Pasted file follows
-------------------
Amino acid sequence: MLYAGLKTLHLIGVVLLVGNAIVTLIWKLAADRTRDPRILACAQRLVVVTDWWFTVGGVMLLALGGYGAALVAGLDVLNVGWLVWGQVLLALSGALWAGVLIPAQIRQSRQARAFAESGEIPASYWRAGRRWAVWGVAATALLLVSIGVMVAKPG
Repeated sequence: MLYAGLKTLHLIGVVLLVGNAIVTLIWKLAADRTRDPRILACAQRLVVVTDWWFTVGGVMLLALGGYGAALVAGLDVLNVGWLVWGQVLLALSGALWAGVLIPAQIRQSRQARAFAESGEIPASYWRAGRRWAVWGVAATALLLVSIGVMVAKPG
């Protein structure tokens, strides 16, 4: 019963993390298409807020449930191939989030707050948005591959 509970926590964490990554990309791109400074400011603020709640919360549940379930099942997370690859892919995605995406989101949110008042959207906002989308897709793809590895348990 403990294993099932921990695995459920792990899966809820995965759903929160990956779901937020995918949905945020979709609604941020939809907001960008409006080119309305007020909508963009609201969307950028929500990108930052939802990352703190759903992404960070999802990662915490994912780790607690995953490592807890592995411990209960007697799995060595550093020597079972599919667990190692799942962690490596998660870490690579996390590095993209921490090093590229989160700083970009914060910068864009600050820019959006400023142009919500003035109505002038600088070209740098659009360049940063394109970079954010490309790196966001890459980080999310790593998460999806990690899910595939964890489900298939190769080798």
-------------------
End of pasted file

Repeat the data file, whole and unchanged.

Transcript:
Amino acid sequence: MLYAGLKTLHLIGVVLLVGNAIVTLIWKLAADRTRDPRILACAQRLVVVTDWWFTVGGVMLLALGGYGAALVAGLDVLNVGWLVWGQVLLALSGALWAGVLIPAQIRQSRQARAFAESGEIPASYWRAGRRWAVWGVAATALLLVSIGVMVAKPG
Repeated sequence: MLYAGLKTLHLIGVVLLVGNAIVTLIWKLAADRTRDPRILACAQRLVVVTDWWFTVGGVMLLALGGYGAALVAGLDVLNVGWLVWGQVLLALSGALWAGVLIPAQIRQSRQARAFAESGEIPASYWRAGRRWAVWGVAATALLLVSIGVMVAKPG
């Protein structure tokens, strides 16, 4: 019963993390298409807020449930191939989030707050948005591959 509970926590964490990554990309791109400074400011603020709640919360549940379930099942997370690859892919995605995406989101949110008042959207906002989308897709793809590895348990 403990294993099932921990695995459920792990899966809820995965759903929160990956779901937020995918949905945020979709609604941020939809907001960008409006080119309305007020909508963009609201969307950028929500990108930052939802990352703190759903992404960070999802990662915490994912780790607690995953490592807890592995411990209960007697799995060595550093020597079972599919667990190692799942962690490596998660870490690579996390590095993209921490090093590229989160700083970009914060910068864009600050820019959006400023142009919500003035109505002038600088070209740098659009360049940063394109970079954010490309790196966001890459980080999310790593998460999806990690899910595939964890489900298939190769080798």